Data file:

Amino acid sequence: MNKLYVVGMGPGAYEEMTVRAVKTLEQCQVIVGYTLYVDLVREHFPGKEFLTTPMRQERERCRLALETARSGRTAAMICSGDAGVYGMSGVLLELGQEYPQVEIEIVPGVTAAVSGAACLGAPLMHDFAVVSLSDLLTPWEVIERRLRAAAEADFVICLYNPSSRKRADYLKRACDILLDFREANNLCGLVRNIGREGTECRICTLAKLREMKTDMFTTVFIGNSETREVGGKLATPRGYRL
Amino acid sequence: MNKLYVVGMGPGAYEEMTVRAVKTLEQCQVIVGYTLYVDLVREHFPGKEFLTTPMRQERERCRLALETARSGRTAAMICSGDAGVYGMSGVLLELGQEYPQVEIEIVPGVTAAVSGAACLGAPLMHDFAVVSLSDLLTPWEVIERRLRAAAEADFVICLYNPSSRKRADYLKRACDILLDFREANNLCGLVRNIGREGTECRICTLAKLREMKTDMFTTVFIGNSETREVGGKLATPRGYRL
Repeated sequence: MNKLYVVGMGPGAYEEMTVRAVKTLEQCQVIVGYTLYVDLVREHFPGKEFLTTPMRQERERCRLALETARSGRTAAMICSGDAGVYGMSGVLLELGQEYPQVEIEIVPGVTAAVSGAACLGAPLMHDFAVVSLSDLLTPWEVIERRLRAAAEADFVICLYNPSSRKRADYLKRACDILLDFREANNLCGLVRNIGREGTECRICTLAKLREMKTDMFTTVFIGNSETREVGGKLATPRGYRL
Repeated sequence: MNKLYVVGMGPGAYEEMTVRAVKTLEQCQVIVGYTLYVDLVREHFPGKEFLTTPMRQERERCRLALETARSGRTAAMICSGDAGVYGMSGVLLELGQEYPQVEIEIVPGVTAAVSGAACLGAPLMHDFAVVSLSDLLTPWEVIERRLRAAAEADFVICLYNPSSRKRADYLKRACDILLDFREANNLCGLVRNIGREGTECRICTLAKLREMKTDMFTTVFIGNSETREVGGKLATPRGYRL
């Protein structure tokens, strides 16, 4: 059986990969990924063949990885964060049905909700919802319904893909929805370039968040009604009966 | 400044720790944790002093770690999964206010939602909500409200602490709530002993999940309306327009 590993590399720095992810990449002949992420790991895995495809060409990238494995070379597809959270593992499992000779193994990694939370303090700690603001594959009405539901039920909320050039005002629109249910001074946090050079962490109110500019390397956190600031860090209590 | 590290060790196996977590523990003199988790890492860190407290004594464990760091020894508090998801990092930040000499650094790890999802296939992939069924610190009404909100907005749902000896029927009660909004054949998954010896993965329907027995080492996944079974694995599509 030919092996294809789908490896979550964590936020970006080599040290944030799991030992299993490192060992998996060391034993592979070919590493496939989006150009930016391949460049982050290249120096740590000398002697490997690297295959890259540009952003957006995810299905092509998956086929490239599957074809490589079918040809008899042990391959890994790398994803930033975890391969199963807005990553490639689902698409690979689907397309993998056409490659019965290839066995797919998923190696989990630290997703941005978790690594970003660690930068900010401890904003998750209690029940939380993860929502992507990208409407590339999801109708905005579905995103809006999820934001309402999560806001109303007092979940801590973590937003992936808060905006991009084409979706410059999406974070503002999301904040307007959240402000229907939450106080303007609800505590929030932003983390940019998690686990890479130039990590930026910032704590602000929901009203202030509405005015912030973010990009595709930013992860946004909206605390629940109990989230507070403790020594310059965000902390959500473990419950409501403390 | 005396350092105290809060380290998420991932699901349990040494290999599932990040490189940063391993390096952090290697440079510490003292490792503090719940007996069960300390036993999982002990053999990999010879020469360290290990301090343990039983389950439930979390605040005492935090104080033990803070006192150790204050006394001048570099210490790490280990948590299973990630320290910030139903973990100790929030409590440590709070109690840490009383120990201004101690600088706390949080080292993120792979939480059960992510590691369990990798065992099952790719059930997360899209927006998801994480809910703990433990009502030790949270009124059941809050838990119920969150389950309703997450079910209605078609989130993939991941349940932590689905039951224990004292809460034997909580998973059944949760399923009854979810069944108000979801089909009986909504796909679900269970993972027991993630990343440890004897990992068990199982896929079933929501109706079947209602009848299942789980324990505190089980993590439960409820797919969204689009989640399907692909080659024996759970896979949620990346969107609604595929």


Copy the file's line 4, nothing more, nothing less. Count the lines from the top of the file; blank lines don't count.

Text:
Repeated sequence: MNKLYVVGMGPGAYEEMTVRAVKTLEQCQVIVGYTLYVDLVREHFPGKEFLTTPMRQERERCRLALETARSGRTAAMICSGDAGVYGMSGVLLELGQEYPQVEIEIVPGVTAAVSGAACLGAPLMHDFAVVSLSDLLTPWEVIERRLRAAAEADFVICLYNPSSRKRADYLKRACDILLDFREANNLCGLVRNIGREGTECRICTLAKLREMKTDMFTTVFIGNSETREVGGKLATPRGYRL